Norma's jaw dropped open for a moment. "I hate this!" she cried. "I hate being a girl! I hate having guys try to pick me up, or ask me dancing, or on dates. I hate having to help Grandmother change guys into girls, like she did to me."

Anya paused, and closed her eyes for a moment. Norma stared at her, knowing that Anya was using her 'sight', her magic power to see the future, or alternate realities. "You remember Tom Jackson?"

Norma's brow furrowed in confusion. "Yeah, he was in my frat. Big party animal."

"You remember what happened to him?"

Norma nodded slowly. "About a month after we changed, he was in an accident while he was out four-wheeling. He's paralyzed from the waist down after he rolled his truck."

Anya nodded somberly. "And if you four _hadn't_ changed, at least two of you would have been out with Tom, and one of you would be dead, and the other in as bad shape as Tom."

Norma's mouth hung agape. She hadn't expected this kind of answer from Anya. Grandmother — maybe. She was always trying to trick them with her 'vision' of the alternate future. But Anya? She'd never tried it. "I ... I don't believe you!" Norma cried. She rose to her feet and ran from the shop, crying as she ran.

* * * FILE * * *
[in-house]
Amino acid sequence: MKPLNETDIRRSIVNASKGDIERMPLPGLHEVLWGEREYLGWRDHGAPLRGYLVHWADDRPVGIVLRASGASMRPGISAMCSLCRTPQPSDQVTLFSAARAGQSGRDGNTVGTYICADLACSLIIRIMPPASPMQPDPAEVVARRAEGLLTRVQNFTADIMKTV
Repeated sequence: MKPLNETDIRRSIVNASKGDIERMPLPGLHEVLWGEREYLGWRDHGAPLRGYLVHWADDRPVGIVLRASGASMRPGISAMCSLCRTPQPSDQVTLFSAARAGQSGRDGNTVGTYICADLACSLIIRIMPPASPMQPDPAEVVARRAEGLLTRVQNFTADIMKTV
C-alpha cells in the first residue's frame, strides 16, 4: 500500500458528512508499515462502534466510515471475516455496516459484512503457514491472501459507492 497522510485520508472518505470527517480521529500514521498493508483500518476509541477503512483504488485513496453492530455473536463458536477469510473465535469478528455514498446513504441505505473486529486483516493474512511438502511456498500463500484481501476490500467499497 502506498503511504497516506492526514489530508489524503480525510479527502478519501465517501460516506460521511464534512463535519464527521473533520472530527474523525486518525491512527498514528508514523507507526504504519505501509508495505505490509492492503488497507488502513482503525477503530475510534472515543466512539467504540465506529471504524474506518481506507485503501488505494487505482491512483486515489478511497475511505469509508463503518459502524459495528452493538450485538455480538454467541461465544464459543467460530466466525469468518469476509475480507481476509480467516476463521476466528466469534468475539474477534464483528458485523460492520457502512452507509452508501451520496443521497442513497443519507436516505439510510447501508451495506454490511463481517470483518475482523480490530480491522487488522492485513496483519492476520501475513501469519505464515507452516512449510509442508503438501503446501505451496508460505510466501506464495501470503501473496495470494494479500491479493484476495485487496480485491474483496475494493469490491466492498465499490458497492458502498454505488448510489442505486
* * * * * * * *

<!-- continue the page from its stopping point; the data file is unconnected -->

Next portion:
Holly watched the girls swimming at the Olympic pool. She was taking a turn filling in for one of the other staff members, helping Liz teach basic swimming to some younger girls. She had lessons every Saturday during off-season, and twice a week during the summer. Normally, one of the other lifeguards helped Liz, but since Liz was fully certified in water safety, she could allow uncertified girls like Holly to help out.

Eventually, after much splashing, swim practice, and a bit of playing, the girls finished their lessons and crawled from the pool. Holly watched them leave the pool area, and then sat down in one of the lounge chairs for a bit of a breather.

Liz plopped down next to her. "You're good with the girls," she said to Holly.

Holly shrugged, not used to being complimented. "I have a little sister, so I had practice growing up."

Liz laughed. "It shows. The girls love you, and they respond to you so well. You're a natural teacher."

"I just like to help out."

"I talked to Grandmother the other day about you," Liz changed the subject abruptly, or at least, so it seemed.

"Oh? About what?" Holly was afraid that she'd done something wrong.

Liz saw her reaction. "No, it's not like that! You're not in trouble," she chuckled.

"Then what?" Holly was curious now.

"I've noticed that you're a very good swimmer. You're also one of the most personally-responsible workers on staff. You're a good instructor. I asked Grandmother if we could send you to class to get your lifeguard training and certificate."

Holly's mouth dropped open in surprise. "You ... want me to be a lifeguard?" she stammered.

"Yes. You're perfect for the job."

"But ... I've only got a little longer ...." Holly started to protest. She, like her friends, was over halfway done with paying back her debt.